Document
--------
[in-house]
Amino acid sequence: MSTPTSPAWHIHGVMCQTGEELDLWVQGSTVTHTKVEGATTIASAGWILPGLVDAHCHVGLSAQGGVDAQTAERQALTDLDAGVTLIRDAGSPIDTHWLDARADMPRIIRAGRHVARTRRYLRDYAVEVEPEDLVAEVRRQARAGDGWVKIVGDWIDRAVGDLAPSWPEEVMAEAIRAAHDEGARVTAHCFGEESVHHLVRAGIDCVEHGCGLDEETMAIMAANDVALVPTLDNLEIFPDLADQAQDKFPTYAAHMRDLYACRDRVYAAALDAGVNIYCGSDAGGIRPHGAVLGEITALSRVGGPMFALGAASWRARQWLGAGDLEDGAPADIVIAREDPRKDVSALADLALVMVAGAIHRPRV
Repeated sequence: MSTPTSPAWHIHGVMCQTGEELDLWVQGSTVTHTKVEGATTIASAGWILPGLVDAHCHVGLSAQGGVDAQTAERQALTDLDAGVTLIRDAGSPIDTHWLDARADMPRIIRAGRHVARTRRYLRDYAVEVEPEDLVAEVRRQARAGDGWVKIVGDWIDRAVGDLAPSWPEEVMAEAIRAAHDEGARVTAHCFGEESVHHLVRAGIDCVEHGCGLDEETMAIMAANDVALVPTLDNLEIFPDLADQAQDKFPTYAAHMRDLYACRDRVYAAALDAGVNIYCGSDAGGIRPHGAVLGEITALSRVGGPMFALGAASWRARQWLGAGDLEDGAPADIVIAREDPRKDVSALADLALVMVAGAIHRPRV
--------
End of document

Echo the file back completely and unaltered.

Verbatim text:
[in-house]
Amino acid sequence: MSTPTSPAWHIHGVMCQTGEELDLWVQGSTVTHTKVEGATTIASAGWILPGLVDAHCHVGLSAQGGVDAQTAERQALTDLDAGVTLIRDAGSPIDTHWLDARADMPRIIRAGRHVARTRRYLRDYAVEVEPEDLVAEVRRQARAGDGWVKIVGDWIDRAVGDLAPSWPEEVMAEAIRAAHDEGARVTAHCFGEESVHHLVRAGIDCVEHGCGLDEETMAIMAANDVALVPTLDNLEIFPDLADQAQDKFPTYAAHMRDLYACRDRVYAAALDAGVNIYCGSDAGGIRPHGAVLGEITALSRVGGPMFALGAASWRARQWLGAGDLEDGAPADIVIAREDPRKDVSALADLALVMVAGAIHRPRV
Repeated sequence: MSTPTSPAWHIHGVMCQTGEELDLWVQGSTVTHTKVEGATTIASAGWILPGLVDAHCHVGLSAQGGVDAQTAERQALTDLDAGVTLIRDAGSPIDTHWLDARADMPRIIRAGRHVARTRRYLRDYAVEVEPEDLVAEVRRQARAGDGWVKIVGDWIDRAVGDLAPSWPEEVMAEAIRAAHDEGARVTAHCFGEESVHHLVRAGIDCVEHGCGLDEETMAIMAANDVALVPTLDNLEIFPDLADQAQDKFPTYAAHMRDLYACRDRVYAAALDAGVNIYCGSDAGGIRPHGAVLGEITALSRVGGPMFALGAASWRARQWLGAGDLEDGAPADIVIAREDPRKDVSALADLALVMVAGAIHRPRV